Operations at are returning to normal following its evacuation of 370 patients Friday and Saturday as the medical center prepared for Hurricane Irene.
For the first time in the 50-plus year history of the West Islip-based hospital, , discharging about 170 patients and sending another 200 to five Catholic Health System sister-hospitals on Long Island and handful to Winthrop University Hospital in Mineola and Stony Brook University Hospital.
“We have an evacuation plan, but any plan never perfectly fits the scenario that you're facing,” James Caldas, president and chief executive officer at Good Samaritan told Patch. “The key to success in an effort like this is the extraordinary people we have that went through such great lengths for patient care and safety.”
Caldas called the effort of the hospital’s medical and non-medical personnel “inspiring” and reported no problems with the transport of patients to the seven aforementioned hospitals.
“We had remarkable cooperation from everyone,” he said. “This was not a case where we could negotiate with patients and their families. Once we explained that the decisions we were making were in the best interest of the patient, (families and patients) understood.”
For some patients, the evacuation meant they could go home. For others, it meant receiving medical transportation to a hospital that would be able to provide the best care for their specific medical issue, Caldas said.
“We had some newborns in the (Neonatal Intensive Care Unit), some in need of dialysis, some on ventilators,” he said. “Upon doing a health assessment, we placed patients in the hospital that would provide the best care for the patient.”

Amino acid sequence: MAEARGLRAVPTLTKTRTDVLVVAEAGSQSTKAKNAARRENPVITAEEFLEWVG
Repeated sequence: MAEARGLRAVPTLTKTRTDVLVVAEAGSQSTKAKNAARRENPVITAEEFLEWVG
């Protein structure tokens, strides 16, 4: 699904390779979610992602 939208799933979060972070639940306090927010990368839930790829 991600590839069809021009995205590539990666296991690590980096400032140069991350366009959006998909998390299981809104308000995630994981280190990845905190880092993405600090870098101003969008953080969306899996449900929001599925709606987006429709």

But moving 200 patients presented staffing challenges at the hospitals receiving those in need of care and a need to properly track medical records. As a result, Good Samaritan nurses were sent with patients to other hospitals to help with their care, creating what Caldas termed virtual patient care units.
“When we told our staff where they needed to be, there was not one complaint,” Caldas said. “Our nurses have families of their own facing the storm but they were all willing to go to other hospitals without a second thought.”
Ambulances to transport patients were provided to Good Samaritan by Suffolk County through the Federal Emergency Management Agency.
“We had all patients evacuated from the hospital within 24 hours,” he said. “It was truly unbelievable.”
While the decision to evacuate and close the hospital was Caldas’ to make, he was quick to note that he received a great deal of advice from Good Samaritan’s Incident Command Team, fellow executives with Catholic Health Services and executives from other south shore hospitals that were facing the same issues.
While the hospital was near empty during the height of Irene, a skeletal crew remained that included a CAT scan technician, a lab technician and emergency medical personnel. However, the staff did not handle any major medical emergencies during the height of the storm.
In deciding to move patients, Caldas said he was most concerned about the potential for flooding and the loss of power. However, neither materialized and the hospital’s physical plant did not suffer any damage.
When looking back at his decision to evacuative, Caldas said he would choose the same course of action, adding that given the lessons and loss of life from Hurricane Katrina back in 2005, he prefers to error on the side of caution.